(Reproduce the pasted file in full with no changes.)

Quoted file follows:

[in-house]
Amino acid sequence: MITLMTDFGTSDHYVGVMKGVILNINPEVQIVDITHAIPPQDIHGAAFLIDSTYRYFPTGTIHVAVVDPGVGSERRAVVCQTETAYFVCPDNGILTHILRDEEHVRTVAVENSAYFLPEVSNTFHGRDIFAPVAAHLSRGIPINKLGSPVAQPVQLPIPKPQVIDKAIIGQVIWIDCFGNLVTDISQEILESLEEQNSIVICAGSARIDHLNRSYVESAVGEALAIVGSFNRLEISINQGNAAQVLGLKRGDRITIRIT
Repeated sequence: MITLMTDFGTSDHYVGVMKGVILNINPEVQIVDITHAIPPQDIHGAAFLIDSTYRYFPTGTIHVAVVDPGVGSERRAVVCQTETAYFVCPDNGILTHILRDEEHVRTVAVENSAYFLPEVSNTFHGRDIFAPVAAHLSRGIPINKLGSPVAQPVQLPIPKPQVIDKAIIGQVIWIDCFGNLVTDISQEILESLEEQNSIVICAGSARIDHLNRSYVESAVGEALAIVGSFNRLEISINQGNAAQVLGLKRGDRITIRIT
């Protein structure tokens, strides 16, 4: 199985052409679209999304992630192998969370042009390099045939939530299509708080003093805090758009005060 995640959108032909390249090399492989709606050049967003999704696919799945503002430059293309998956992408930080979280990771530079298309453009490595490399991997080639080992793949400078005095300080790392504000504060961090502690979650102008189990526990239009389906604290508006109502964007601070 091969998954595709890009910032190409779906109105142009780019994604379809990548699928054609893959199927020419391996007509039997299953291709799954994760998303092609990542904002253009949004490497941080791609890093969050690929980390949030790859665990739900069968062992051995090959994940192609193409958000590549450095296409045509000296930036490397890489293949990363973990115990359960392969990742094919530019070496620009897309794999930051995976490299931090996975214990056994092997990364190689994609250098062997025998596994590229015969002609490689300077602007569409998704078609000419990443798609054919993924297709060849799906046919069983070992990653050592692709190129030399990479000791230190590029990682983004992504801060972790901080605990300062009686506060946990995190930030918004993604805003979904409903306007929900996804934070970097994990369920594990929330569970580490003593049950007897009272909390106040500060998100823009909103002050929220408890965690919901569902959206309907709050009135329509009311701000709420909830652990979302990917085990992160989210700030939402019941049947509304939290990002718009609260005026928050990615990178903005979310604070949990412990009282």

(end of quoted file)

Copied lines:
[in-house]
Amino acid sequence: MITLMTDFGTSDHYVGVMKGVILNINPEVQIVDITHAIPPQDIHGAAFLIDSTYRYFPTGTIHVAVVDPGVGSERRAVVCQTETAYFVCPDNGILTHILRDEEHVRTVAVENSAYFLPEVSNTFHGRDIFAPVAAHLSRGIPINKLGSPVAQPVQLPIPKPQVIDKAIIGQVIWIDCFGNLVTDISQEILESLEEQNSIVICAGSARIDHLNRSYVESAVGEALAIVGSFNRLEISINQGNAAQVLGLKRGDRITIRIT
Repeated sequence: MITLMTDFGTSDHYVGVMKGVILNINPEVQIVDITHAIPPQDIHGAAFLIDSTYRYFPTGTIHVAVVDPGVGSERRAVVCQTETAYFVCPDNGILTHILRDEEHVRTVAVENSAYFLPEVSNTFHGRDIFAPVAAHLSRGIPINKLGSPVAQPVQLPIPKPQVIDKAIIGQVIWIDCFGNLVTDISQEILESLEEQNSIVICAGSARIDHLNRSYVESAVGEALAIVGSFNRLEISINQGNAAQVLGLKRGDRITIRIT
């Protein structure tokens, strides 16, 4: 199985052409679209999304992630192998969370042009390099045939939530299509708080003093805090758009005060 995640959108032909390249090399492989709606050049967003999704696919799945503002430059293309998956992408930080979280990771530079298309453009490595490399991997080639080992793949400078005095300080790392504000504060961090502690979650102008189990526990239009389906604290508006109502964007601070 091969998954595709890009910032190409779906109105142009780019994604379809990548699928054609893959199927020419391996007509039997299953291709799954994760998303092609990542904002253009949004490497941080791609890093969050690929980390949030790859665990739900069968062992051995090959994940192609193409958000590549450095296409045509000296930036490397890489293949990363973990115990359960392969990742094919530019070496620009897309794999930051995976490299931090996975214990056994092997990364190689994609250098062997025998596994590229015969002609490689300077602007569409998704078609000419990443798609054919993924297709060849799906046919069983070992990653050592692709190129030399990479000791230190590029990682983004992504801060972790901080605990300062009686506060946990995190930030918004993604805003979904409903306007929900996804934070970097994990369920594990929330569970580490003593049950007897009272909390106040500060998100823009909103002050929220408890965690919901569902959206309907709050009135329509009311701000709420909830652990979302990917085990992160989210700030939402019941049947509304939290990002718009609260005026928050990615990178903005979310604070949990412990009282």